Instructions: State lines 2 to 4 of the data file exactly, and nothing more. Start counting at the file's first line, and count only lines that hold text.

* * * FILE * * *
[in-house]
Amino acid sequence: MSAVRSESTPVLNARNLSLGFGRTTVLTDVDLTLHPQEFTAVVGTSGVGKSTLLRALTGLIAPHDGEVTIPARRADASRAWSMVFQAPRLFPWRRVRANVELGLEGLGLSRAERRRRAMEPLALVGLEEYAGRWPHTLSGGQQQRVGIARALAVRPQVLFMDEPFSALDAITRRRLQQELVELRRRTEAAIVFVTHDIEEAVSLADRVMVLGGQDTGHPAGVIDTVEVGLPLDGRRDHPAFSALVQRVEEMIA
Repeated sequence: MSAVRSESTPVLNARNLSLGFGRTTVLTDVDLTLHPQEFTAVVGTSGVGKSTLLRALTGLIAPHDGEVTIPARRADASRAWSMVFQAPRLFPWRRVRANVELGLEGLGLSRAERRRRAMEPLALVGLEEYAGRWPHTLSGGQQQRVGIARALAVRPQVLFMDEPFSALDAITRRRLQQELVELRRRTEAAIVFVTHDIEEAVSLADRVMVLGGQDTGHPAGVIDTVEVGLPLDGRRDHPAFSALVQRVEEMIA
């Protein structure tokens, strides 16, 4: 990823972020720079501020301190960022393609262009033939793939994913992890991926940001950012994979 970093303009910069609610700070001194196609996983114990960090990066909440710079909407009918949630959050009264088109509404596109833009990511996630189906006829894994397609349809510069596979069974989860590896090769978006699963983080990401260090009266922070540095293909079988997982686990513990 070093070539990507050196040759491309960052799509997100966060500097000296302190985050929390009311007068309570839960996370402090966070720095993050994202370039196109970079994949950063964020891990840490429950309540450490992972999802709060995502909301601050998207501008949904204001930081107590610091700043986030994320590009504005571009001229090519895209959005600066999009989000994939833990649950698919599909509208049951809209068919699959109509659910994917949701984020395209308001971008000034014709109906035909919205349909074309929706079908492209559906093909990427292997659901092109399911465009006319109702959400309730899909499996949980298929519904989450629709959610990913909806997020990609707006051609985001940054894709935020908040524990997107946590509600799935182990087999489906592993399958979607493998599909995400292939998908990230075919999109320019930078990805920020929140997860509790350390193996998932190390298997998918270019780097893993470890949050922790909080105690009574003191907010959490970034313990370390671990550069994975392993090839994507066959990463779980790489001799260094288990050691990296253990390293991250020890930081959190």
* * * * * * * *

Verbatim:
Amino acid sequence: MSAVRSESTPVLNARNLSLGFGRTTVLTDVDLTLHPQEFTAVVGTSGVGKSTLLRALTGLIAPHDGEVTIPARRADASRAWSMVFQAPRLFPWRRVRANVELGLEGLGLSRAERRRRAMEPLALVGLEEYAGRWPHTLSGGQQQRVGIARALAVRPQVLFMDEPFSALDAITRRRLQQELVELRRRTEAAIVFVTHDIEEAVSLADRVMVLGGQDTGHPAGVIDTVEVGLPLDGRRDHPAFSALVQRVEEMIA
Repeated sequence: MSAVRSESTPVLNARNLSLGFGRTTVLTDVDLTLHPQEFTAVVGTSGVGKSTLLRALTGLIAPHDGEVTIPARRADASRAWSMVFQAPRLFPWRRVRANVELGLEGLGLSRAERRRRAMEPLALVGLEEYAGRWPHTLSGGQQQRVGIARALAVRPQVLFMDEPFSALDAITRRRLQQELVELRRRTEAAIVFVTHDIEEAVSLADRVMVLGGQDTGHPAGVIDTVEVGLPLDGRRDHPAFSALVQRVEEMIA
């Protein structure tokens, strides 16, 4: 990823972020720079501020301190960022393609262009033939793939994913992890991926940001950012994979 970093303009910069609610700070001194196609996983114990960090990066909440710079909407009918949630959050009264088109509404596109833009990511996630189906006829894994397609349809510069596979069974989860590896090769978006699963983080990401260090009266922070540095293909079988997982686990513990 070093070539990507050196040759491309960052799509997100966060500097000296302190985050929390009311007068309570839960996370402090966070720095993050994202370039196109970079994949950063964020891990840490429950309540450490992972999802709060995502909301601050998207501008949904204001930081107590610091700043986030994320590009504005571009001229090519895209959005600066999009989000994939833990649950698919599909509208049951809209068919699959109509659910994917949701984020395209308001971008000034014709109906035909919205349909074309929706079908492209559906093909990427292997659901092109399911465009006319109702959400309730899909499996949980298929519904989450629709959610990913909806997020990609707006051609985001940054894709935020908040524990997107946590509600799935182990087999489906592993399958979607493998599909995400292939998908990230075919999109320019930078990805920020929140997860509790350390193996998932190390298997998918270019780097893993470890949050922790909080105690009574003191907010959490970034313990370390671990550069994975392993090839994507066959990463779980790489001799260094288990050691990296253990390293991250020890930081959190």